Customers are looking for good service at restaurants after years of staff shortages and pandemic restrictions.
Some have found it at Chili’s, according to the New York Times.
Diners interviewed by the Times say they are paying more for a night out thanks to inflation. Many restaurants are understaffed or lack experienced employees who quit during the pandemic, leading to poor service. Diners are frustrated.
Perhaps unsurprisingly, fine-dining establishments are trying to up their hospitality game, the Times writes. But diners are also expecting hospitality at fast-casual restaurants, and Dallas-based Chili’s seems to be rising to the occasion.
In the early years of the pandemic, Chili’s experimented with technology, such as a robot server, to handle the labor shortage and increase efficiency. But Kevin Hochman, who became CEO of Brinker International, Chili’s parent company, in 2022, rolled back some of those initiatives to give servers more time with their diners, according to the Times.
When Hochman joined, the number of “guests with a problem,” or G-WAPs, as the metric is known within the company, had risen significantly thanks in part to a lack of service at restaurants from staff, the Times reported. In response, Hochman instructed restaurants to relieve the burden on servers by hiring workers just to bus tables. He also oversaw a streamlining of the ordering and food preparation so staff could focus on serving diners.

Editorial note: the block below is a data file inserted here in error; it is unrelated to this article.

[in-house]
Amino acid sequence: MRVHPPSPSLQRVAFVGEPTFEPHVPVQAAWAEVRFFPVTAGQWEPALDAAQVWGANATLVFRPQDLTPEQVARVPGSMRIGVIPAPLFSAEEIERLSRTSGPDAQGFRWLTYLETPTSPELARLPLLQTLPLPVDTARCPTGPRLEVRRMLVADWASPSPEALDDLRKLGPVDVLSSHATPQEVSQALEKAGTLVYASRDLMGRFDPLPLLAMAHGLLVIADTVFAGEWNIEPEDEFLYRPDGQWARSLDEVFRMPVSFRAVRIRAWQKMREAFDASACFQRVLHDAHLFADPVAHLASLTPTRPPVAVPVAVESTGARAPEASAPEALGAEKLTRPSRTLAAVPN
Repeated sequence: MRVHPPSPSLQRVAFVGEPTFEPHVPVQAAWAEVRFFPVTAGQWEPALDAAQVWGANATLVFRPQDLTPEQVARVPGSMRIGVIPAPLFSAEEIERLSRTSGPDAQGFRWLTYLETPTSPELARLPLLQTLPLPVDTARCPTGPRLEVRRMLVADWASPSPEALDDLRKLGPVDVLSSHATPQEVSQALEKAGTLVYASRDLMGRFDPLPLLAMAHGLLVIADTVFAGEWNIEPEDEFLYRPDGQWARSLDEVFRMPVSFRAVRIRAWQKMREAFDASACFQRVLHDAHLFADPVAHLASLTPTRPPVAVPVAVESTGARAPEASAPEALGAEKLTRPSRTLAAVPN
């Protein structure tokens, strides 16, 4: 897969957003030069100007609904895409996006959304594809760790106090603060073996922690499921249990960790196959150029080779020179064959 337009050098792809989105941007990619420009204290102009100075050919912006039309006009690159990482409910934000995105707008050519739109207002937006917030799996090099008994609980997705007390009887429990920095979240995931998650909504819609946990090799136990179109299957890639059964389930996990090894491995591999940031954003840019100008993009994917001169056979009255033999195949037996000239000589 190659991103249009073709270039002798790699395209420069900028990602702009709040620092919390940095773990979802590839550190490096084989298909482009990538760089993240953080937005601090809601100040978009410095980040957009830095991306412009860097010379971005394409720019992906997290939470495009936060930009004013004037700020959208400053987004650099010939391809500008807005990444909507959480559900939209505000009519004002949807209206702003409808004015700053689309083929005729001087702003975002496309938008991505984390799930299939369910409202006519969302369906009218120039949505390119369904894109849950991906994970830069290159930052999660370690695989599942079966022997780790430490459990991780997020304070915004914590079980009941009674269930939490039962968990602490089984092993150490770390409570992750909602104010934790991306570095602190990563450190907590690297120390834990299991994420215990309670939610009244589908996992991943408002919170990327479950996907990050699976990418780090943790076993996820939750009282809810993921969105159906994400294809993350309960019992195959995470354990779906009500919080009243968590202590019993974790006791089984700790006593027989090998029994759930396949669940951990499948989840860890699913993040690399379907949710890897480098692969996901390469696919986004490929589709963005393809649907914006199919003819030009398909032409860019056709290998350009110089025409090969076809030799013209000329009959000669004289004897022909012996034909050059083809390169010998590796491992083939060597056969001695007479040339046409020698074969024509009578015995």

“When you go out to eat you want to be waited on, and that hasn’t changed,” Hochman told the Times. Many people are returning to in-person dining after years of take-out, he said, and they are looking for “a fast and fun, inviting atmosphere.”
Just over a year ago, it seemed that many restaurants would simply offer less service to patrons. In early 2022, seven out of 10 restaurant operators said that they couldn’t attract enough staff to meet consumer demand, according to the National Restaurant Association’s annual State of the Restaurant Industry report.
Many restaurant employees reported that their job had worsened during the pandemic, between dealing with angry customers and filling a deluge of takeout and delivery orders.
For some restaurant employees, their jobs are getting better. Jasmine Owens, a longtime bartender at a Chili’s outside of Atlanta, told the Times that customers would scream and toss their food during the pandemic.
Since then, conditions have calmed down. “Things are, like, night-and-day better,” Owens said.
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